A Heavenly Second Choice

St Matthias has always been important to me. He is the man chosen by the Church to replace Judas and make up the number of the Twelve (cf Acts 1). All three things are significant. First, we see the Church at work under the guidance of the Holy Spirit, confidently making choices that will determine the future shape of Christianity. Second, we know that Matthias, by his fidelity, must somehow make up for the infidelity of Judas. Third, we are alerted to the significance of the Twelve: it wasn’t possible to leave Judas’s place empty, but the apostles’ choice is also significant— someone who had been with Jesus since his baptism by John but who was not a member of the inner circle. That is why I tend to think of Matthias as a heavenly ‘second choice’, a patron saint for those of us who are not anyone’s first choice for anything, but who bumble along, as best we can, trying to be faithful, trying to do whatever we are asked, and perhaps sometimes tempted to think that we are somehow second-rate.

Saint Matthias

We know very little about Matthias’s subsequent history. He was plucked from obscurity and to obscurity he returned. We can all find encouragement in that. We don’t have to be great by this world’s reckoning to do great things. We don’t have to be known, or singled out as special, we just have to be; and in our obscurity and fidelity we can achieve the greatest of all achievements: the fulfilment of the vocation to which we are called, whatever that may be. That is worth thinking about: the vocation to which we are called, not the one we would choose for ourselves or the one we would like or dream about, but what we are actually meant to be — God’s choice, not ours.

May St Matthias pray for us all, especially those tempted to confuse being a second choice with being second-rate.

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8 thoughts on “A Heavenly Second Choice”

  1. Of course you did. Sigh. Medication messes my memory quite a lot. It was a great post today though much appreciated as always. My days are improved once I’ve read your thoughts.

  2. I remember encountering this story for the first time while I was heading to church regularly prior to my confirmation. I remembering finding it odd how Matthias pops up to be voted in, only to vanish into obscurity again, and feeling a little bit sorry for his competitor for the role! The sermon at the time focused on how fairly and democratically he was appointed.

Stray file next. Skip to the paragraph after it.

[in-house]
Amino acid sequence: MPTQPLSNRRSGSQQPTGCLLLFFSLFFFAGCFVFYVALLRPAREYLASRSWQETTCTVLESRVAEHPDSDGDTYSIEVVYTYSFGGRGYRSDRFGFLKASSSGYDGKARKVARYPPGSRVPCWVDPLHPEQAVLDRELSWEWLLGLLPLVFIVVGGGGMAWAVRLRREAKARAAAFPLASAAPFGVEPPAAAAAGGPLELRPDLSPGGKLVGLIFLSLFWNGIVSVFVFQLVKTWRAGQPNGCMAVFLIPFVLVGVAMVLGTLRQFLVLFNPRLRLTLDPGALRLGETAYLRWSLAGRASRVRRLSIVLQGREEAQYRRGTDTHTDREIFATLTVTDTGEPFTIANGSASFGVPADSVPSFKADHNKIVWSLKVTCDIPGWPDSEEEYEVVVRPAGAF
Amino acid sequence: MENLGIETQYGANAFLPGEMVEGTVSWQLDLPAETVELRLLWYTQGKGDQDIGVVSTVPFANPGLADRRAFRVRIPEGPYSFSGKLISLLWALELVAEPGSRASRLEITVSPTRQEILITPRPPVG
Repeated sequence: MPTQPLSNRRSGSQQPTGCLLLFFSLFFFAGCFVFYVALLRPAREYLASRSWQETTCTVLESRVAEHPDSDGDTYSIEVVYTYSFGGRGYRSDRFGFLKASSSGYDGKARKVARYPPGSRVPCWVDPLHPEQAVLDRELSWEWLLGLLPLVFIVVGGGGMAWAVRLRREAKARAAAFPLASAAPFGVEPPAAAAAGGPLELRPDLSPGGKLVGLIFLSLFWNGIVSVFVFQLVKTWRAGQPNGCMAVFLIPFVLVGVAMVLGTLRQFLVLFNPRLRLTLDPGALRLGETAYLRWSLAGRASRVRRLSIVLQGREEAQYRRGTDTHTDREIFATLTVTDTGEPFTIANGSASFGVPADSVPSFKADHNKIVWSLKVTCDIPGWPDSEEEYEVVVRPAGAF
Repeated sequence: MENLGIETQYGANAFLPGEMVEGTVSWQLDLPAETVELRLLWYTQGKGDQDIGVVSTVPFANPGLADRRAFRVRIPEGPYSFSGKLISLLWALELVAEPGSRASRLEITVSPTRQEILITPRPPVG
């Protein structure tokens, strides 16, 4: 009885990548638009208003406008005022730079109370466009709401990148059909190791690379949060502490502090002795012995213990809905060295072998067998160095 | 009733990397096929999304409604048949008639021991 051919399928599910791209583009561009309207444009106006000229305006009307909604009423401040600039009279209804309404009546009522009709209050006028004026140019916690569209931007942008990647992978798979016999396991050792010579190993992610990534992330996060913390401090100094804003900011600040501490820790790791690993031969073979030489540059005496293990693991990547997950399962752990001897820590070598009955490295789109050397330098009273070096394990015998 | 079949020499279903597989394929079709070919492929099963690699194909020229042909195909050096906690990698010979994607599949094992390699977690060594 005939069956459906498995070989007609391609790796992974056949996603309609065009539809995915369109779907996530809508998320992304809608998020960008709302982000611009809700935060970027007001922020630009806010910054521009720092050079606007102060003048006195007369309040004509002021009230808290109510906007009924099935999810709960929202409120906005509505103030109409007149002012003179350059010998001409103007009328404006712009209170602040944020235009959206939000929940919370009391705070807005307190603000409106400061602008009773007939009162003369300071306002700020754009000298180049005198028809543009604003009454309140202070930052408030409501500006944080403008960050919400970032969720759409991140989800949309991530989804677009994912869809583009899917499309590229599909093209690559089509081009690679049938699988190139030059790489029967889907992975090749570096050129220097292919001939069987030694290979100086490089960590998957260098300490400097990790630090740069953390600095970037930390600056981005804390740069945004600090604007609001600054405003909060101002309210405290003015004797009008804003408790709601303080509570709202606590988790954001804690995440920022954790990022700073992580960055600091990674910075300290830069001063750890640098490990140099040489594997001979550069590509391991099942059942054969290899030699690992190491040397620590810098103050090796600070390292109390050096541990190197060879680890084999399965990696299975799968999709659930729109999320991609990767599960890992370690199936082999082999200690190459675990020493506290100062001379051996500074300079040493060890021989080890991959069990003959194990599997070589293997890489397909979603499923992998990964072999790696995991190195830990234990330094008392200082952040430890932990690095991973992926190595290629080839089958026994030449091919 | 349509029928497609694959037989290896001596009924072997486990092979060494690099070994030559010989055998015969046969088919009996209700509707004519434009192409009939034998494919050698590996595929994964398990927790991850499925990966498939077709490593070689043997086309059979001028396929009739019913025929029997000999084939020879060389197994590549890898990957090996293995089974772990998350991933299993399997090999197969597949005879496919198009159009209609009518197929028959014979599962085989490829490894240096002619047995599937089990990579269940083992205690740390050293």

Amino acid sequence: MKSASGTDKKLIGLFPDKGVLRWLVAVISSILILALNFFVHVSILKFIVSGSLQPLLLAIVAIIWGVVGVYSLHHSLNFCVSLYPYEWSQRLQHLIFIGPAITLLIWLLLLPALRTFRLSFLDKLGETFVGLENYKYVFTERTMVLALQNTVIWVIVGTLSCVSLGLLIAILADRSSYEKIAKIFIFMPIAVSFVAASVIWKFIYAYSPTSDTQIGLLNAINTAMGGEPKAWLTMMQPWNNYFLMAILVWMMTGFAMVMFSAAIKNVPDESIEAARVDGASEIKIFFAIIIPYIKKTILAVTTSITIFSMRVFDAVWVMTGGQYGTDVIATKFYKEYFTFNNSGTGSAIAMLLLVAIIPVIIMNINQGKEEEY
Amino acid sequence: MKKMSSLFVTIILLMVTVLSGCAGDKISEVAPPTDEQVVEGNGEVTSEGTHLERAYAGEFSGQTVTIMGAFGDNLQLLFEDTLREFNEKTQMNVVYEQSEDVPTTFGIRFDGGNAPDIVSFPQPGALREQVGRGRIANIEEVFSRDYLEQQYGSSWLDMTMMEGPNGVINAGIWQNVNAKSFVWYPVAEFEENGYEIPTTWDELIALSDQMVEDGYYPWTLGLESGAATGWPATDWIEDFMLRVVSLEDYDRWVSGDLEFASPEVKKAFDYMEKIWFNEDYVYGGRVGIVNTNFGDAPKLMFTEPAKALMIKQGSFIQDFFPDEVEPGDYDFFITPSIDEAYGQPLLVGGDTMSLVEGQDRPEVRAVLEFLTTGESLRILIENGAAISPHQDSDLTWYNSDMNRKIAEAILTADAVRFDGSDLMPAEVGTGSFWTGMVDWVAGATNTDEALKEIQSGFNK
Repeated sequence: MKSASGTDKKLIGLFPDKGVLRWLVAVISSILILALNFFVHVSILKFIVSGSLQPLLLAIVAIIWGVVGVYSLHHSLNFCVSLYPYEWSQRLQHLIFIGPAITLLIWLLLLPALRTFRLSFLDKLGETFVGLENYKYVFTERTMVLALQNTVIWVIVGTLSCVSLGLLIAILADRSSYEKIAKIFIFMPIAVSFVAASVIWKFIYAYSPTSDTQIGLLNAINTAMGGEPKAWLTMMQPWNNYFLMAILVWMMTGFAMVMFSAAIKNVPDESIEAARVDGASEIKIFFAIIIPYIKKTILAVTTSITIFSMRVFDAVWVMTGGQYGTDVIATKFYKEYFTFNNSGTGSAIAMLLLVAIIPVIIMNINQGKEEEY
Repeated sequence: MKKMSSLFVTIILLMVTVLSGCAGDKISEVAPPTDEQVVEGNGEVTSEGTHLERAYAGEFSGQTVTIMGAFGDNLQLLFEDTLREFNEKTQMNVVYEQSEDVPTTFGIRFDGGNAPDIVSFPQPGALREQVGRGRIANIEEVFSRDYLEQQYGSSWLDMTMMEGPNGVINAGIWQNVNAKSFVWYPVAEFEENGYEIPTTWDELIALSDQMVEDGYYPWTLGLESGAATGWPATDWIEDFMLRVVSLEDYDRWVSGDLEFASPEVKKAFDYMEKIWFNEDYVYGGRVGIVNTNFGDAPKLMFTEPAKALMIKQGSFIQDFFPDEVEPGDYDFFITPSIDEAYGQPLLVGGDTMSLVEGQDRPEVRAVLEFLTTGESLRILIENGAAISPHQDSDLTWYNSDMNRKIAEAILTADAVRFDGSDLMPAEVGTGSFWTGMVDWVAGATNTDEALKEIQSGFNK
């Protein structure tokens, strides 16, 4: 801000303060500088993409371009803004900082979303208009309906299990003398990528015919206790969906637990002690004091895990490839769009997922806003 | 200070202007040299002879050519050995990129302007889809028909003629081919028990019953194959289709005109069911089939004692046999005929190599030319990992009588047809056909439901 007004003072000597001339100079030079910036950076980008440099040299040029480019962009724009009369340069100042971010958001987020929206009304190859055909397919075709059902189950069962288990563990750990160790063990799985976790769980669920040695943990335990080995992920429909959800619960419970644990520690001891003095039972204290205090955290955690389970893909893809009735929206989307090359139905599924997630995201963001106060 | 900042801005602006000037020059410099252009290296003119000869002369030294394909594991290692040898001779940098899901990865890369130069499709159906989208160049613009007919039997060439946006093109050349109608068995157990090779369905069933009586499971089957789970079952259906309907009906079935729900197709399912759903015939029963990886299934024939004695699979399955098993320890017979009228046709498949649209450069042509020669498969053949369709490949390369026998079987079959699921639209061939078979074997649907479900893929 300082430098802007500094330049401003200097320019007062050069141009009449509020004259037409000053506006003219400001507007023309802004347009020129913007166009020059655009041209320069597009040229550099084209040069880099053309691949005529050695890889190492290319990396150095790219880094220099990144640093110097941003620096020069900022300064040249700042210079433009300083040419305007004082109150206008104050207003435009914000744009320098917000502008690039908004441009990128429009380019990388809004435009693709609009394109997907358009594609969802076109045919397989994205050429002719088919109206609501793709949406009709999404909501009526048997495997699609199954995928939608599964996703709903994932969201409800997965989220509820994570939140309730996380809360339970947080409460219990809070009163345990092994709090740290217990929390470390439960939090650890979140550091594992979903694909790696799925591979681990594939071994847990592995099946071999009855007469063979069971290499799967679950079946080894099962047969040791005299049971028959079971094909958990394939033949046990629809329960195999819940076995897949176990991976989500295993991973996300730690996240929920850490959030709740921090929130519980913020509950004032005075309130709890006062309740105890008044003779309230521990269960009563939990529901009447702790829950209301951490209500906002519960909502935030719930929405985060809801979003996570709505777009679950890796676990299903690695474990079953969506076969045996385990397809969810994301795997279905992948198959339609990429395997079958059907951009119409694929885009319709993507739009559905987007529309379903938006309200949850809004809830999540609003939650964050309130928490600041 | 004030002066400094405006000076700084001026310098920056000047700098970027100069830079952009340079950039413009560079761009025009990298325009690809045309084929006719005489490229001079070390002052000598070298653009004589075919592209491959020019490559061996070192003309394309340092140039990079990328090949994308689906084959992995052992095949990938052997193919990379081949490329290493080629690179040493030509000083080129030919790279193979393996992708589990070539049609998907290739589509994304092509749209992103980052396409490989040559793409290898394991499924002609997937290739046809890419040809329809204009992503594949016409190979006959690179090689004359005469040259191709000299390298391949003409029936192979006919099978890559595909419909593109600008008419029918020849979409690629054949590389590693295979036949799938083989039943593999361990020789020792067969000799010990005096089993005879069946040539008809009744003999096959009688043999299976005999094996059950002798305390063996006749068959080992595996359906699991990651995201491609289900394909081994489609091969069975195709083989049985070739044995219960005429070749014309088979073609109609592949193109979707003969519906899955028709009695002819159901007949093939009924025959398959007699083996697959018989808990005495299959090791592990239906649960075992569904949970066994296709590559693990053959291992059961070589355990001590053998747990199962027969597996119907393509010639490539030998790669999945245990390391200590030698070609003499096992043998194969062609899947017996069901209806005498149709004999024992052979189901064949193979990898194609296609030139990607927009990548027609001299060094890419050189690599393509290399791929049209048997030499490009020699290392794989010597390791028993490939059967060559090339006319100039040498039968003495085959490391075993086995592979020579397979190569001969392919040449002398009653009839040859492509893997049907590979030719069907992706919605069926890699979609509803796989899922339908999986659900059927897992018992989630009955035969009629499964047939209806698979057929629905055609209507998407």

I like your angle on this too though. Especially as I’ve been feeling a little sore at work this last week, after coming to the realisation work that I have made a significant contribution to, that is now turning into a big exciting new project with patent application forthcoming, is being entirely attributed to… people who aren’t me. After a day of being downright furious, I progressed through to a bit of self-righteous whinging, followed by a mildly more magnanimous perspective that the people who are getting the credit have done a lot of the work too….but…

    Of course, what I should probably be focusing on is the fact that I’m getting married in a week’s time, which is rather more important in the grand scheme is things! 🙂

    • Well then, prayers for both things — your work disappointment (which will fade with time) and your forthcoming marriage which we hope will bring you both much joy for many years to come. Blessings.

  3. Your last sentence very much resonated with me, Dame Catherine. I was asked by my local authority to become a chair of governors in my local school. Having been told that I was the best person to undertake this role, I found out by sheer coincidence that a governor colleague had been approached earlier and had turned it down knowing it was going to be challenging. I felt I was playing second fiddle as it were, but did not feel second rate. I am so pleased to have been asked and am finding it fulfilling, challenging (yes) but it is where the Lord wishes me to be at this time.

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